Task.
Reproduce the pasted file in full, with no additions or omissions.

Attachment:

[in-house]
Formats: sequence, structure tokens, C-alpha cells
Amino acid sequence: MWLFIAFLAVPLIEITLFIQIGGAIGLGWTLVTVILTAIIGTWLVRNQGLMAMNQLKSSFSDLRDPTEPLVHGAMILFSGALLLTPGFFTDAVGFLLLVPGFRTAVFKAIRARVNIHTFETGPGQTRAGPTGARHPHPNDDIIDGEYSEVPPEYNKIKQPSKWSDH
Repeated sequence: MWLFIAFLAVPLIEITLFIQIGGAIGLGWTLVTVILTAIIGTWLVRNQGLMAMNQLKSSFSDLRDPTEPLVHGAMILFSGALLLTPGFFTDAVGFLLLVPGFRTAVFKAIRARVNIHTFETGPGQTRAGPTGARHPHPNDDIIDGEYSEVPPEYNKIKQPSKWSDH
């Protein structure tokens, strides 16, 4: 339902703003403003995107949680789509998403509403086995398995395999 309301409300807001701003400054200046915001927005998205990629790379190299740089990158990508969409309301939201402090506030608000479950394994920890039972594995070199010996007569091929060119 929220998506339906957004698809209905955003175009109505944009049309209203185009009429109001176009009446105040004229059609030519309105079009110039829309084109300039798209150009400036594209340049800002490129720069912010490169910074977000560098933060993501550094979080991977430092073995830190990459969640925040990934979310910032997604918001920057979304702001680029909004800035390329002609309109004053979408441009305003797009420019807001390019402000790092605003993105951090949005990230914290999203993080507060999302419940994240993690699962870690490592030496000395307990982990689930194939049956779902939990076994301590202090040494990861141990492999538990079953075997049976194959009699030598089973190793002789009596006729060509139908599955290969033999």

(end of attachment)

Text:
[in-house]
Formats: sequence, structure tokens, C-alpha cells
Amino acid sequence: MWLFIAFLAVPLIEITLFIQIGGAIGLGWTLVTVILTAIIGTWLVRNQGLMAMNQLKSSFSDLRDPTEPLVHGAMILFSGALLLTPGFFTDAVGFLLLVPGFRTAVFKAIRARVNIHTFETGPGQTRAGPTGARHPHPNDDIIDGEYSEVPPEYNKIKQPSKWSDH
Repeated sequence: MWLFIAFLAVPLIEITLFIQIGGAIGLGWTLVTVILTAIIGTWLVRNQGLMAMNQLKSSFSDLRDPTEPLVHGAMILFSGALLLTPGFFTDAVGFLLLVPGFRTAVFKAIRARVNIHTFETGPGQTRAGPTGARHPHPNDDIIDGEYSEVPPEYNKIKQPSKWSDH
């Protein structure tokens, strides 16, 4: 339902703003403003995107949680789509998403509403086995398995395999 309301409300807001701003400054200046915001927005998205990629790379190299740089990158990508969409309301939201402090506030608000479950394994920890039972594995070199010996007569091929060119 929220998506339906957004698809209905955003175009109505944009049309209203185009009429109001176009009446105040004229059609030519309105079009110039829309084109300039798209150009400036594209340049800002490129720069912010490169910074977000560098933060993501550094979080991977430092073995830190990459969640925040990934979310910032997604918001920057979304702001680029909004800035390329002609309109004053979408441009305003797009420019807001390019402000790092605003993105951090949005990230914290999203993080507060999302419940994240993690699962870690490592030496000395307990982990689930194939049956779902939990076994301590202090040494990861141990492999538990079953075997049976194959009699030598089973190793002789009596006729060509139908599955290969033999």